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Allan Holdsworth

Unrewarded Geniuses

Guitar Player, May 1993

Endless thanks for the recent update on Allan Holdsworth (Feb.'93). I feel obligated to send a letter of encouragement to all those players who. like Allan, suffer with the frustration of attempting to break new ground while being rewarded with so little recognition and compensation. Please keep going. Others like myself will support you as best we can. I know the scene well: G.I.T. graduate, in and out of performance and teaching, the pain of having to compromise so great I work the straight job and attempt to satisfy only myself musically, rather than play something my heart cannot support.

Jon B.

Welches, OR

Every time I read any Holdsworth interview, it's always the same thing: "Oh, I'm no good. I can't take this music biz anymore. I'm gonna have to find a real job." Poor baby. Some of us do have to work real jobs, and we don't get to make albums, get interviewed, or have manufacturers send us gear to check out. You and Robert Fripp need to get together sometime. Hanging on in quiet desperation is the English way, eh, Allan? Before you do another interview, chuck the piss-and-moan attitude and count your blessings. What a weenie.

Wayne Terdley

Coffee Corner, MO

It was great to see the photos and mention of my work in the recent Allan Holdsworth article (Feb.'93), but some clarifications are in order. The guitar on page 65 is actually a Steinberger with a spruce wood top I made as an experiment. After noticing how different in sound two apparently identical stock plastic tops were, we decided to try a few different woods for the top. Allan's regular 25½" scale DeLap hollowbody can be seen in the ads for his new instruction and performance video from REH. The two baritone guitars pictured on page 68 are a blonde 38.2" scale hollowbody and grey 36" scale solidbody. The last few years have produced a dozen prototype instruments ranging from a 19"-scale soprano guitar to the 38" baritone, all of them headless designs featuring Steinberger tremolo bridges. Allan knows the qualities he wants to hear and feel in an instrument, so it can be demanding but rewarding to work with him. He is a constant experimenter, a true innovator with music and the tools he uses to create it.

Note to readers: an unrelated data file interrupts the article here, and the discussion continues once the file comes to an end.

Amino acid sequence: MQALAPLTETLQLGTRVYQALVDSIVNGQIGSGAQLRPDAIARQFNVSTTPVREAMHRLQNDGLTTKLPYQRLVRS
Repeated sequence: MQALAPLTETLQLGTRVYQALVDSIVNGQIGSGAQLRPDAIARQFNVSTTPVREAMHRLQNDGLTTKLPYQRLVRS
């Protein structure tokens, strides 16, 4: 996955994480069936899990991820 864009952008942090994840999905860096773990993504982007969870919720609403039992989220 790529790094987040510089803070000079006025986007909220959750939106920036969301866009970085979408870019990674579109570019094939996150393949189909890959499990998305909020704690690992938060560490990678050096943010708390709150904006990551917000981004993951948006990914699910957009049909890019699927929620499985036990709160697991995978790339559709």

Bill DeLap

The Guitar Lab

Monterey, CA

California Weenie Vs. Mr. Terdley

Guitar Player, November 1993

In Feedback, May '93, Wayne Terdley of Coffee Corner MD, complained of Allan Holdsworth:

"Holdsworth always says the same thing: 'Oh, I'm no good. I can't take this music biz anymore. I'm gonna have to find a real job' Poor baby. . . before you do another interview, chuck the piss- and-moan attitude and count your blessings you weenie." Holdsworth responded with the above headline and the following:

While 'tis true that I do moan a lot, 'tis also true that I get off my ass, get out there, get on with it, and have done so for the past 30 years, as well as doing countless day jobs. Were it not for the fact that I make my own records (with the help of some of the most wonderful musicians on the planet who generally work for jack cheese or less) there would not be any Allan Holdsworth albums. Perhaps if you'd get off yours and do the same, we could all look forward to hearing your music along with an awe-inspiring, eye-opening interview with the Coffee Corner wuss in Guitar Player. No offense.

Allan Holdsworth

Transcribed by Per Stornes
Updated: February 1, 2001
Scheduled update: None

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